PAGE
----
2.5 Using Model IDs
If you have an existing back-end for which you’re building a Backbone front, then you might need to customize your model class's ID attributes. We'll look at how to do that in this lesson.
1.Getting Started3 lessons, 13:56
2.Backbone Models7 lessons, 38:03
3.Backbone Collections6 lessons, 17:52
4.Backbone Views4 lessons, 26:08
5.Backbone Routers3 lessons, 11:19
6.Conclusion1 lesson, 01:36
2.5 Using Model IDs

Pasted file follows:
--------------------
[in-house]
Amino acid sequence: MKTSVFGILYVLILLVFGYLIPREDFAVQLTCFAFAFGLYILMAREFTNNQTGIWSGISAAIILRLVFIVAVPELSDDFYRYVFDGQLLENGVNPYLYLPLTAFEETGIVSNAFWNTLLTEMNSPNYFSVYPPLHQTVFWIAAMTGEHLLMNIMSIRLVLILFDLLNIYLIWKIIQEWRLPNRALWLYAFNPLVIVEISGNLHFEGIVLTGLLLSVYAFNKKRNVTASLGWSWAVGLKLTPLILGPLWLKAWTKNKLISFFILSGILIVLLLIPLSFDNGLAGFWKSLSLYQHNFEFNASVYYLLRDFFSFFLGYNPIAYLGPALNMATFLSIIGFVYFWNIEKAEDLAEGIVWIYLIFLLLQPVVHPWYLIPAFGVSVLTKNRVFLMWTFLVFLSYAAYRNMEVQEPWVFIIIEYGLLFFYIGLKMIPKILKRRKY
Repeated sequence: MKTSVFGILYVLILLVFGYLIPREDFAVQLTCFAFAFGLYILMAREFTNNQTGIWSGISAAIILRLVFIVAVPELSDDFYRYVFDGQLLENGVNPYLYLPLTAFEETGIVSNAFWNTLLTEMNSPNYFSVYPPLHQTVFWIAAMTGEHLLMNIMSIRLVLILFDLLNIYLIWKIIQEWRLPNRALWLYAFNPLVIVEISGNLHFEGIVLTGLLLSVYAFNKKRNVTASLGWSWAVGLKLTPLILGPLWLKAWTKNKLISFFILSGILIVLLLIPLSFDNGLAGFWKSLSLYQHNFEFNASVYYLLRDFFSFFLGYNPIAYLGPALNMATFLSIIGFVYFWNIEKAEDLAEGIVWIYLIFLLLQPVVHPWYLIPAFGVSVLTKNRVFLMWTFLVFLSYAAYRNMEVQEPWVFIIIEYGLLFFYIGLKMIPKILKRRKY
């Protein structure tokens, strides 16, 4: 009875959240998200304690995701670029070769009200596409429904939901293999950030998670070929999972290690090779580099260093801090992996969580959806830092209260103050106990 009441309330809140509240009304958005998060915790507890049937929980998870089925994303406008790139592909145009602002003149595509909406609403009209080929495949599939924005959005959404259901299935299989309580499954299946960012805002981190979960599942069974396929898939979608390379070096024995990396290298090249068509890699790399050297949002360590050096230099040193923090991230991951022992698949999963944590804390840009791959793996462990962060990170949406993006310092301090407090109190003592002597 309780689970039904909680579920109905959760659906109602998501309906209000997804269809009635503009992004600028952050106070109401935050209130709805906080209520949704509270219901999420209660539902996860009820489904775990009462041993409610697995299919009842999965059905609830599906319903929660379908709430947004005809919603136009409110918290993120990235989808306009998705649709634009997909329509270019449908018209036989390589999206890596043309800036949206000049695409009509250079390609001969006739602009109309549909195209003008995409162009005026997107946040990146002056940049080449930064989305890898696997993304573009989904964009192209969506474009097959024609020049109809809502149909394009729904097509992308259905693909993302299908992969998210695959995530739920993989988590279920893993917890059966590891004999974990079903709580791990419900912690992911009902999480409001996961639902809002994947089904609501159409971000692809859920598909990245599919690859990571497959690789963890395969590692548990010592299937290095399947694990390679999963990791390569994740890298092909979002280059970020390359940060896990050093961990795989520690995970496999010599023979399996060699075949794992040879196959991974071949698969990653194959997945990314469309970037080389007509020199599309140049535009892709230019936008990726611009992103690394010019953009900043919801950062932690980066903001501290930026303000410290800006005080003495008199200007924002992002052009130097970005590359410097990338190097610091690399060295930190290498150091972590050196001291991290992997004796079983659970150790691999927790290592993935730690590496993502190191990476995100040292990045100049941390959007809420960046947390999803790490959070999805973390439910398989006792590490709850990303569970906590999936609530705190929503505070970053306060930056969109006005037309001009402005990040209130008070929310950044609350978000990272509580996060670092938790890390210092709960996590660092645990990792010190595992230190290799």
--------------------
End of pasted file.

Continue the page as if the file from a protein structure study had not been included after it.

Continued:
We saw in the last lesson that its important for our server backend here to apply an ID attribute to our models when they're being saved. If an ID is not added when its being saved, then later on when the user tries to update that model, Backbone won't realize that the model has been previously saved, because it's looking for an attribute named ID, and so it will try and save that as a new model, instead of doing the appropriate put request. The ID of course is also used with the is new method and in a couple of other ways too when say we're destroying the model or doing a fetch to read the model information from the server. However it's possible that you'll have a backend where the ID is not actually named ID which is what we did here. And Backbone does by default expect it do be called id. So let's change the name of ID here. So we have to change it in two places. Of course where it's created in our post here, we apply an ID called book and for this example, we'll just use _id. This is something that is used within, for example, MongoDB. It uses _id. And so if you have a MongoDB background, _id might be what you have to work with, and Backbone can work with this, but we just have to change it up a little. I'll also add an underscore up here, where we create our one default record in our database. Okay. So now let's come back to the client side here. And so now let's create a new book. And now we'll go ahead and do book.save. And what I should have done before this is show you book.isNew, but you know that isnew would have been true in that case. You can see here we've made our post request, and as you can see, it's come back here, and we have our _id attribute added to our model. So now if I do book.isNew, it's still considered to be new, because it doesn't have a property named id. And so at this point, if I do book.set, published, now if we do book.save, if we go to the Network tab here, you can see that another post request was done, and we actually have a whole new model with another id, id 3 instead of id 2. And the problem here is that our server is doing everything right, it's just not using the id attribute name that Backbone is expecting. And so what we need to do is come over here to where we create our model, and we have to add an id attribute property. And let's just set this to _id, excellent. So now I will comeback and refresh our server here, and let's create our new book. And now, I'll do book.save, and if you look at the network tab here, you can see that as you might expect, we have our _id applied. But now, if I do book.isNew, you can see false, because this model class, book, now knows what type of attribute it's looking for. Let's try book.save, and we'll do an update by adding a published date. And now if we look at the Network tab, you can see that right here, we actually have a put request, which was updating our current model instead of creating a new one. And you can actually see the id in place here. If we look at the book you can see that the model itself gets an id property with whatever that id value is. Inside attributes we of course have the id as it is named on the server, so _id. And one more thing, you might also notice this cid or client side id attribute. Every backbone object that we create gets a client side id which is a handy way to determine model uniqueness if you have a set of models that don't ever actually go to the server. So you can use the client id to determine which one is which. And so that ID attribute property is something you need your models to be aware of if your server side doesn't use the default id attribute that Backbone expects.